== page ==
Interview: How Kelli Space Accrued $200,000 Of College Debt

Yesterday, we learned about a recent Northeastern college graduate who is almost $200,000 in debt thanks to exorbitant student loans. We had a few questions. So we tracked down Kelli Space to explain exactly how things got so bad for her.

Kelli is currently soliciting funds on a website called, since her loans have ballooned to a point she does not think she will ever be able to pay.

As far as we can tell, she is actually a 2009 Northeastern graduate. So far, she’s raised about $2k. But mostly, we were curious to see how her debts had spiraled so badly in such a short time. Lots of people take out loans to go to college. And they don’t end up with this much debt (especially just for undergrad.)

It all started when she got accepted to Northeastern. She knew she couldn’t afford the school, but went anyway:

“College had been held on a pedestal for so long that I was literally chomping at the bit to go to the best school that offered me admission – just like all my friends were doing. I’d never taken out a loan before. My first debt was student loan debt – no frivolous spending in any other aspect here. I was also pretty misguided as to what my salary would be upon graduation.”

Kelli says she’s the first person in her family to go to college. And admits that she did not do enough research before taking out large loans:

“I can blame teachers, my parents, anyone else, but honestly I should have done my research. I should have applied to more scholarships. I should have, I should have, I should have. I made poor decisions based on what I knew, or thought I knew. Five years later I absolutely regret what I’ve done and realize all the options I had at the time. If only I’d known then what I know now.”

One question is why admissions (and financial aid) advisors don’t advise kids more about what they can and cannot afford. According to Kelli:

“The only financial aid advisor I met with was at Northeastern during my visit, and she never once told me it was a poor choice. With her not giving me any sort of guidance one way or the other, and my Mom and I being elated about my going to college, I saw no reason to reassess my choice. Again, I regret it all.”

Right now, Kelli works as an office manager for a firm near Wall Street, and says she has a pretty entry level salary:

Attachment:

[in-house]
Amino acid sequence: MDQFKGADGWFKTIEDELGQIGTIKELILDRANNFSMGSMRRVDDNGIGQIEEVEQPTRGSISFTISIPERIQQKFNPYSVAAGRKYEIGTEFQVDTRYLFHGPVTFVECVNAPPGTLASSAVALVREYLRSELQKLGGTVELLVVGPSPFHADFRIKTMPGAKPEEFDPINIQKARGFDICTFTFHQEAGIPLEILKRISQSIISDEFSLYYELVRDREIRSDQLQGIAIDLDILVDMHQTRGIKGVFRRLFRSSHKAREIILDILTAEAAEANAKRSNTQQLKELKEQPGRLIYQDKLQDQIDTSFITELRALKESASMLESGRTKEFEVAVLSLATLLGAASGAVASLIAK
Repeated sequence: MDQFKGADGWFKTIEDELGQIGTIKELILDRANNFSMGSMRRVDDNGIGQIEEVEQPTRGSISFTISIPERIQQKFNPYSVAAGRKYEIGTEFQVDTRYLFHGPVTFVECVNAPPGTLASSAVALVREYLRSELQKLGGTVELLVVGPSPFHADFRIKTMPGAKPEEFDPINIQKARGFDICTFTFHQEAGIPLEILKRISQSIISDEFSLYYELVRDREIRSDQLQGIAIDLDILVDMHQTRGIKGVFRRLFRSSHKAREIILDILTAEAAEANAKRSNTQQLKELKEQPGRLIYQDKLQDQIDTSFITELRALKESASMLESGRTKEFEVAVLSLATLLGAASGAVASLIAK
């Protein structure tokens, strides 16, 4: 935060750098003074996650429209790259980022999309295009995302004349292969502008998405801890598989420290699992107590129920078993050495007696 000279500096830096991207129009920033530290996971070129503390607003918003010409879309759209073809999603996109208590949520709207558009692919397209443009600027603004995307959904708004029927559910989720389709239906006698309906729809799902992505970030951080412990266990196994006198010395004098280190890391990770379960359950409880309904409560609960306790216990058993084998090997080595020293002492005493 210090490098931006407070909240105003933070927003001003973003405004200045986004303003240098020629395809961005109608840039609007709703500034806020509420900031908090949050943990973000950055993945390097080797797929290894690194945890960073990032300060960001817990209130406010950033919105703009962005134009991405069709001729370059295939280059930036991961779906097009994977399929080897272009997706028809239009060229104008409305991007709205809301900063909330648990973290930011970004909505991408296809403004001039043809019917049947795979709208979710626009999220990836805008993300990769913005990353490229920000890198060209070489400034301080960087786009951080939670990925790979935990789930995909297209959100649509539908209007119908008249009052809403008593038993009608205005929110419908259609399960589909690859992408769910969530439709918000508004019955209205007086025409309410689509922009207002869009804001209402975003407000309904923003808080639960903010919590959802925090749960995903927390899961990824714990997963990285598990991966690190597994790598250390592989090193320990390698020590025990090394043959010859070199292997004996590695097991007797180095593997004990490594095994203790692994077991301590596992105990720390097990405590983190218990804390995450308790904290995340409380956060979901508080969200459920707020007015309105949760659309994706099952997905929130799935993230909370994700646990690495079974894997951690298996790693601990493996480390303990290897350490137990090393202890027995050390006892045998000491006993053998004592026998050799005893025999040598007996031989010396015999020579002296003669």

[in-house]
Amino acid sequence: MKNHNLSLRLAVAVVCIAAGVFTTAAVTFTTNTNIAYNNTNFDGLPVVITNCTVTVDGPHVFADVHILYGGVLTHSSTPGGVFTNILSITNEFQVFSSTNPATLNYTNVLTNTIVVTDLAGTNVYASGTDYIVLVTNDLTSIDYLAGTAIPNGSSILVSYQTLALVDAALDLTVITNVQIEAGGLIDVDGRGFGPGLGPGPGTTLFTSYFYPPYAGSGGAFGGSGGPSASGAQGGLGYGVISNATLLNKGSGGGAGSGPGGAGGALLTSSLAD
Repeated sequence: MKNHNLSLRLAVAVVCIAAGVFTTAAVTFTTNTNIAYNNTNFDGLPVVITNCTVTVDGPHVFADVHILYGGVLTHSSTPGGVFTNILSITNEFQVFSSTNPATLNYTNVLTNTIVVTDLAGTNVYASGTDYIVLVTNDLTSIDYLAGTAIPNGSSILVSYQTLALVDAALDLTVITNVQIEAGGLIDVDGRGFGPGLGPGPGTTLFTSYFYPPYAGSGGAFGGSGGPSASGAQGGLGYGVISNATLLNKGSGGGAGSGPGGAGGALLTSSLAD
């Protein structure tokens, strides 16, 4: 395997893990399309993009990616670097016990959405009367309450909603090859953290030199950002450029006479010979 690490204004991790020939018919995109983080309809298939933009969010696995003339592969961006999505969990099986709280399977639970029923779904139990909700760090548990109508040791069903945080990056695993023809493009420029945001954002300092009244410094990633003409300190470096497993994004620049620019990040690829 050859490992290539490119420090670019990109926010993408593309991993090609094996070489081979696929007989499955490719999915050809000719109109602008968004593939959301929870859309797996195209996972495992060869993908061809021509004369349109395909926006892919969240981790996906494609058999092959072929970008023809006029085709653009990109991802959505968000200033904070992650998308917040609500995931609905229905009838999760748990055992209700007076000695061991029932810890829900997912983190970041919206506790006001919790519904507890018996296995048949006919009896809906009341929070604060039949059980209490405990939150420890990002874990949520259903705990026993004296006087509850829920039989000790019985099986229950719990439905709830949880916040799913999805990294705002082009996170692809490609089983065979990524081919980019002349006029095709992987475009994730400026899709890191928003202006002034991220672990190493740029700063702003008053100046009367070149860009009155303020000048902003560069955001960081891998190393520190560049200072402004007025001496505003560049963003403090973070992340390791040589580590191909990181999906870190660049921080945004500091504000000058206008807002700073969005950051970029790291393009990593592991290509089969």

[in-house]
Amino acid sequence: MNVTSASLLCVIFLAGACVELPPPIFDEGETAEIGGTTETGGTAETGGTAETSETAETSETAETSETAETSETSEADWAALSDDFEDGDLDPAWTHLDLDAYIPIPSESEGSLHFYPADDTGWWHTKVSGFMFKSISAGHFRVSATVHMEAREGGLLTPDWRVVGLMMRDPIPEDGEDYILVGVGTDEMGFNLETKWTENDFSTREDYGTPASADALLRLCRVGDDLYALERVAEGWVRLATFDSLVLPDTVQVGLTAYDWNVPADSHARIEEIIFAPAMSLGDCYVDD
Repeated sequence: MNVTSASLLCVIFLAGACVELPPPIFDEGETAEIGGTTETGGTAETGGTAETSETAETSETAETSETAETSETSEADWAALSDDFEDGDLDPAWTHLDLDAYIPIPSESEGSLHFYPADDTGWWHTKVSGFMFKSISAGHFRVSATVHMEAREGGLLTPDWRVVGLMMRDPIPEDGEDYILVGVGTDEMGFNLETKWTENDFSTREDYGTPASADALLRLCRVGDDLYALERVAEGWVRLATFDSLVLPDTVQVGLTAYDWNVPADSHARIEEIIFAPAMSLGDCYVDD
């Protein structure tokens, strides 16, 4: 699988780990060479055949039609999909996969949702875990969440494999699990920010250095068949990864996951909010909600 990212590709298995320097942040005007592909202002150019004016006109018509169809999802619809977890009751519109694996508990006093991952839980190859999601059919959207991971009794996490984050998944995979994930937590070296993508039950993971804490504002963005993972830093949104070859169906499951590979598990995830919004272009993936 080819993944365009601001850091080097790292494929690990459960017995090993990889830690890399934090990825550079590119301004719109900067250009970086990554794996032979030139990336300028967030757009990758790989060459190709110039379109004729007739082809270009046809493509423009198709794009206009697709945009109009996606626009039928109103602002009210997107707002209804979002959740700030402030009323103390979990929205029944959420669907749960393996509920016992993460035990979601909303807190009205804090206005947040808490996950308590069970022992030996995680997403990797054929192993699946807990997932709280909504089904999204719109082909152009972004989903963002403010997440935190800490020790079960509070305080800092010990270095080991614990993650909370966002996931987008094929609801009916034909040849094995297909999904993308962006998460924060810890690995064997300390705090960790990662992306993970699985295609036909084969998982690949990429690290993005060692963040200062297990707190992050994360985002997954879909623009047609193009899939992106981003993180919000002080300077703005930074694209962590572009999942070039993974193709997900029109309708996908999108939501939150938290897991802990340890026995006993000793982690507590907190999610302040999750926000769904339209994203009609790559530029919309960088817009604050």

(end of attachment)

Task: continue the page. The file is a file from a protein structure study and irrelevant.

“I was definitely under the impression I’d have a better paying job after graduation. I don’t know why – but I was.”

The main issue is that she has already deferred her loans for two years. Starting next November, she will be expected to pay $1600 a month.  She says she’s “pretty much just in panic mode” until that point. Kelli says she will never be in debt again (if she gets out of debt this time). At the rate she’s making/getting donations, it might be awhile before that happens.

(Photo from ralph and jenny)

UPDATE: Kelli is now making some headway with her loans and working with a lending startup to help other students avoid her mistakes.

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    • Mike

      Um, what was he degree in?

      • Meghan Keane


    • Kate

      Clearly not economics… or math… or anything useful. Why would you go to an expensive college and then become an office manager? Sounds like the money wasn’t even worth it.

    • Carlos

      There isn’t a college who can teach common sense and she OBVIOUSLY doesn’t have any…Foot the bill yourself !!!

    • Laura

      Typical: she “blames someone else” for NOT telling her how not to p*ss away a small fortune.
      She graduated from college and works near Wall Street and she never noticed that money doesn’t have instructions printed on it.
      Now she wants YOU to work and pay (donate) for her loans.
      Yuppy value system indeed. Entitlement gone wild. Twisted plea of ignorance.

    • Notmyrealname

      Some people have been asking on other sites what Kelli Space studied (and the answer is hard to find on the internet so I thought I would share it with you). She studied psychology, then marketing, then sociology (all in a the span of 4 years). Kelli lived away from home and only around 20,000 per year was for tuition the rest was spent on room and board. At least this is what Kelli Space claims in a radio interview that can be found at the following link:

    • Jane

      Her parents are also to blame. My parents were very open with me regarding our financial situation. There is no WAY that I would have chosen to attend a school that cost 20-50 grand a year. I knew niether my parents or I could afford it. I don’t feel sorry for her in the least. When you take out a loan or charge something on a credit card you have to pay it back. How could her parents let their child get into that kind of debt? It is pretty sick if you ask me!! What kind of job did she think she would get with a sociology degree anyway? Good grief.

    • Rain

      She should have taken something practical like Economics or Accountancy. If she took either of these, I doubt if she’ll get a debt beyond $5,000.

    • msmerlin

      This girl wanted the education experience and didn’t care how she got it, as far as money goes. She didn’t regret it when she was spending like a Valley Girl. She just regrets it now that the time has come to pay it back. It’s time for the government to quit loaning ridiculous amounts of money for something that should cost 40k at the MOST. And it’s time for bright people who are smart enough to graduate from college to quit claiming they are so stupid that they made bad money decisions. She’s milking the public and crying victim pretty well; guess that’s what her college education taught her is to be a mooch on society. NEXT!!